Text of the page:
Automated bed of nails plugin/ Automate deleting symbols based on designator

I have a few pcbs that have 50+ test points on the bottom of the board, and I would like to make a bed of nails fixture for each board. Ideally, I would only have to:

  1. Delete every symbol on the schematic and PCB that is not a test point.
  2. Change the footprint to a pogo pin footprint. (can use the “edit symbol fields” feature to do this in bulk)
  3. Connect all pogo pins to a header

I would like to follow this process since it will have all of the test points in the correct location, since I’m are starting with the board file that has the test points already placed, and their location should be maintained when running this script.

Is it possible to automate step 1? I have some experience using python to directly manipulate Kicad files but little experience writing actual plugins. I was not able to figure out a simple way to automate this with either method. Any recommendations for plugins or ways to parse the kicad files that could help automate this process?

I understand the issue.
What you forgot to mention, is that you very likely start with a copy of the original project to make your test fixture.

I am not aware of an automated step to delete most of the schematic (but leave the test points). You definitely want to preserve those, because if you generate new schematic symbols, the UUID’s which are the normal links between the schematic symbols and PCB are lost.

But is that a big problem?
Do your test points have special properties, apart from their location?

For example, if your test points just have a RefDes of “TP1” through “TP50”, then you can just annotate new schematic symbols in the schematic, and then use: Options: Re-link footprints to schematic symbols based on their reference designators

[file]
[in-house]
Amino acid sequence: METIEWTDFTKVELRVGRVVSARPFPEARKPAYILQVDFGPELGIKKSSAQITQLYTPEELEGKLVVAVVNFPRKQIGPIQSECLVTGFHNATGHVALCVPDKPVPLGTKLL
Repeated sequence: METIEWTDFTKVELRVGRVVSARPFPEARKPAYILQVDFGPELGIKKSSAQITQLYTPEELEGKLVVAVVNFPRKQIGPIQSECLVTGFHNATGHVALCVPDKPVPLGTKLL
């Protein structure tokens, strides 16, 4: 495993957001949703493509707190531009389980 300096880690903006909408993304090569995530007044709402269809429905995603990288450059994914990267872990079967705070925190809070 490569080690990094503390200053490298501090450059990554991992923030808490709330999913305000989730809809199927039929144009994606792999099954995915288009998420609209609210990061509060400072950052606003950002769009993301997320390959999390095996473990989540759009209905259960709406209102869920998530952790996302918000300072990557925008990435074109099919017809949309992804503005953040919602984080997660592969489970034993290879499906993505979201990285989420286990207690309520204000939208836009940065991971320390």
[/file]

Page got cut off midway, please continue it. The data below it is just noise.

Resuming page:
If this is good enough for you, then it is a quick fix.
If you also want to preserve other information about those test points then this method may not work.
There is a quite new function though: Pcbnew / Tools / Update Schematic from PCB I have not used this dialog myself yet, but apparently it can also put the values, footprints assignments and Net names back.

And how much time are you trying to save with some scripted approach?
It’s quite easy and quick to move the mouse with one hand, and hold a finger from the other hand on the delete key, and depress it when appropriate. You can mix between deleting blocks of stuff you dragged a box around to select it, or delete individual parts by hovering the mouse over them and then depress [Delete]. You can even keep the [Delete] key depressed constantly and let it repeat while moving the mouse around, and it will draw a path of emptiness through your schematic.

Slightly off-topic, but I’d just like to share my experience.
For most of my boards, I do have designed the bed of nails fixture.
Currently I do use the additional layers (User.Eco) to draw fixture details.
My Testpoint footprints do have additional features on the Eco layer, so it automatically appears on my Eco layer.
For the fixture maker, I just plot (DXF) these ECO layers that keeps all the needed information.